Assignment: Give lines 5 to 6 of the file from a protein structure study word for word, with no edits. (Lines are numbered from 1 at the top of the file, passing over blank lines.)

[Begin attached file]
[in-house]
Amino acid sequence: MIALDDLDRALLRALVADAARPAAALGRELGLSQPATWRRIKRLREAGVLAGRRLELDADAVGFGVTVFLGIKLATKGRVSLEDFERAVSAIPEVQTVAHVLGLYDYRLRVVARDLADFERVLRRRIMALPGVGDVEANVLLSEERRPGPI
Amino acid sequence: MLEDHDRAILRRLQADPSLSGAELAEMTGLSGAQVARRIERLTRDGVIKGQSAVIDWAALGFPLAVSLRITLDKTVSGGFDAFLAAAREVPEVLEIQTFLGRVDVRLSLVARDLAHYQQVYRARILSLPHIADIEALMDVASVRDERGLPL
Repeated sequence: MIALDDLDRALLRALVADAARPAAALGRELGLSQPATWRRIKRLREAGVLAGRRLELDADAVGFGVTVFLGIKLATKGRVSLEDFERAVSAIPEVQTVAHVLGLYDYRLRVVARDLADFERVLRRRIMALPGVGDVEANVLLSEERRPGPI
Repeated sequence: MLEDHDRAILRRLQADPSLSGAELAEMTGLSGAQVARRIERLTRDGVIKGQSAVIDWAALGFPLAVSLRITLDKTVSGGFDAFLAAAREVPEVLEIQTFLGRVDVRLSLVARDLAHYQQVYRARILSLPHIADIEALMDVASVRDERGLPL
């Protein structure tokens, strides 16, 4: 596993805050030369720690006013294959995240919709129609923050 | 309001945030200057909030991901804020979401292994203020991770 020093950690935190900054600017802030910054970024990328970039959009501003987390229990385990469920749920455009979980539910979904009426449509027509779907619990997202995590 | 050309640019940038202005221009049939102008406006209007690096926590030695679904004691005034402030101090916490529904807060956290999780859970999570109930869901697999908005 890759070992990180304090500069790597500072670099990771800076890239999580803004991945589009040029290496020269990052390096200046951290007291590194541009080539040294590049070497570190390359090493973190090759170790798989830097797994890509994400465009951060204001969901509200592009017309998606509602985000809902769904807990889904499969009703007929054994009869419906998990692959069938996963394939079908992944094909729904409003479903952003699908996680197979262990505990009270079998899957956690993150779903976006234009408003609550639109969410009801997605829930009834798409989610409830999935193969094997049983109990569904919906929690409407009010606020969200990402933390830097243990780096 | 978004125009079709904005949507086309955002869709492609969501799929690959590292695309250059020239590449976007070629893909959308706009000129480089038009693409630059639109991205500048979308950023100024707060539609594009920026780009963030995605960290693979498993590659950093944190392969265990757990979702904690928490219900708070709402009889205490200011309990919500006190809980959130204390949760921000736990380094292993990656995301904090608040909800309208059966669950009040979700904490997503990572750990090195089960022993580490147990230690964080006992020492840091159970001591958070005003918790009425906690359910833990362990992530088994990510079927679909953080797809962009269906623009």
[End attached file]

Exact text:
Repeated sequence: MLEDHDRAILRRLQADPSLSGAELAEMTGLSGAQVARRIERLTRDGVIKGQSAVIDWAALGFPLAVSLRITLDKTVSGGFDAFLAAAREVPEVLEIQTFLGRVDVRLSLVARDLAHYQQVYRARILSLPHIADIEALMDVASVRDERGLPL
């Protein structure tokens, strides 16, 4: 596993805050030369720690006013294959995240919709129609923050 | 309001945030200057909030991901804020979401292994203020991770 020093950690935190900054600017802030910054970024990328970039959009501003987390229990385990469920749920455009979980539910979904009426449509027509779907619990997202995590 | 050309640019940038202005221009049939102008406006209007690096926590030695679904004691005034402030101090916490529904807060956290999780859970999570109930869901697999908005 890759070992990180304090500069790597500072670099990771800076890239999580803004991945589009040029290496020269990052390096200046951290007291590194541009080539040294590049070497570190390359090493973190090759170790798989830097797994890509994400465009951060204001969901509200592009017309998606509602985000809902769904807990889904499969009703007929054994009869419906998990692959069938996963394939079908992944094909729904409003479903952003699908996680197979262990505990009270079998899957956690993150779903976006234009408003609550639109969410009801997605829930009834798409989610409830999935193969094997049983109990569904919906929690409407009010606020969200990402933390830097243990780096 | 978004125009079709904005949507086309955002869709492609969501799929690959590292695309250059020239590449976007070629893909959308706009000129480089038009693409630059639109991205500048979308950023100024707060539609594009920026780009963030995605960290693979498993590659950093944190392969265990757990979702904690928490219900708070709402009889205490200011309990919500006190809980959130204390949760921000736990380094292993990656995301904090608040909800309208059966669950009040979700904490997503990572750990090195089960022993580490147990230690964080006992020492840091159970001591958070005003918790009425906690359910833990362990992530088994990510079927679909953080797809962009269906623009």